s.index(x[, i[, j]]) will change the s ?

Steven D'Aprano steven at REMOVE.THIS.cybersource.com.au
Thu Sep 10 06:30:35 CEST 2009


On Wed, 09 Sep 2009 21:00:20 -0700, s7v7nislands wrote:

> hi all:
>     what is the s.index() mean? does the index() change the s? 

It returns the index (position) of its argument in the object s. Have you 
tried it to see for yourself?

>>> ['a', 'b', 'c', 'd'].index('c')  # 'c' is in position 2
2

>>> ['a', 'b', 'c', 'd'].index('e')  # 'e' is missing
Traceback (most recent call last):
  File "<stdin>", line 1, in <module>
ValueError: list.index(x): x not in list



It works the same for strings:

>>> 'abcd'.index('c')
2

For strings, it is just like find() except it raises an exception instead 
of returning -1. What makes you think that this changes s?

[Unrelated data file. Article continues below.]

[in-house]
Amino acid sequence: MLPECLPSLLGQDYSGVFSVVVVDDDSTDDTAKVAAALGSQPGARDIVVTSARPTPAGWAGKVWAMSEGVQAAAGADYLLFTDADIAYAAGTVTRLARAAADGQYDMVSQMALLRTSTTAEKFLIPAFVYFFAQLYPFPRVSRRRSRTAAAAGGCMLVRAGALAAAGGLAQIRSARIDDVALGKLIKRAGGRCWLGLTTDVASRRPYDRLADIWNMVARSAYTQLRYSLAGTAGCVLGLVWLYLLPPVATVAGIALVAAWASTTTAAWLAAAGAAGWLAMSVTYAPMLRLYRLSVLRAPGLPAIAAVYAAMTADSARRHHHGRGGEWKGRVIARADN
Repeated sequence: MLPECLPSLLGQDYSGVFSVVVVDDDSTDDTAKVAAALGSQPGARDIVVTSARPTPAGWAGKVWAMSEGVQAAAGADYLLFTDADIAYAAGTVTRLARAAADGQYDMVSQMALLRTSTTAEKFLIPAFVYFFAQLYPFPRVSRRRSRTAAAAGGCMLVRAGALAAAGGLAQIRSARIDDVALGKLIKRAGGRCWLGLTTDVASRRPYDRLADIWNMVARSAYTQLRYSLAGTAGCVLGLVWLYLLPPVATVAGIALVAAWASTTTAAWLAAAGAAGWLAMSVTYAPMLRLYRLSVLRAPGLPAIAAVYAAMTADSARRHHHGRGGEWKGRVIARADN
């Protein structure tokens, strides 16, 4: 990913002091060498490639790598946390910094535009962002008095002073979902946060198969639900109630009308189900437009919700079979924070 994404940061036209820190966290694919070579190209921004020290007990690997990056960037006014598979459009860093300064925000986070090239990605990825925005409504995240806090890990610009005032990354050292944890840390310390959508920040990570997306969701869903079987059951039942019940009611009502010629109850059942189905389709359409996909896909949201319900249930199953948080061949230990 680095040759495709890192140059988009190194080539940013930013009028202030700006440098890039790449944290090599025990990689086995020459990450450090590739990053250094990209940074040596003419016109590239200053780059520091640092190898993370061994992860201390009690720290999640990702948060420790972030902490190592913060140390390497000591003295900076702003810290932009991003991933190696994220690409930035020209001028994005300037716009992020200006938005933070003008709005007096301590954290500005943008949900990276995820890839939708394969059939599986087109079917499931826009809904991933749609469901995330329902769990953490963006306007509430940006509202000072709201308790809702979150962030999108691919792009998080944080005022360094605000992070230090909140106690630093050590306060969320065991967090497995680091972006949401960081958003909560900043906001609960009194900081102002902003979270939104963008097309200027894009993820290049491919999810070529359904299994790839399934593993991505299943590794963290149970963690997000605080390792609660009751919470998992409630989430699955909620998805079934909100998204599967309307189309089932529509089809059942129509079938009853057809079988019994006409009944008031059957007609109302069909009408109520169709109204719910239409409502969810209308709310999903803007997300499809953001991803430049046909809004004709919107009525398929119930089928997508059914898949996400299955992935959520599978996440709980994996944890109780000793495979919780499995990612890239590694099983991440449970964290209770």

> In
>     python2.6 doc (6.6.4. Mutable Sequence Types), Note 4:
> 
> Raises ValueError when x is not found in s. When a negative index is
> passed as the second or third parameter to the index() method, the list
> length is added, as for slice indices. If it is still negative, it is
> truncated to zero, as for slice indices.
> 
> Changed in version 2.3: Previously, index() didn’t have arguments for
> specifying start and stop positions.

 
> who can give a example?  and why the s.remove() also point to note 4? Is
> the document wrong?


s.remove() points to note 4 because everything in note 4 applies to 
s.remove() as well as s.index().




-- 
Steven



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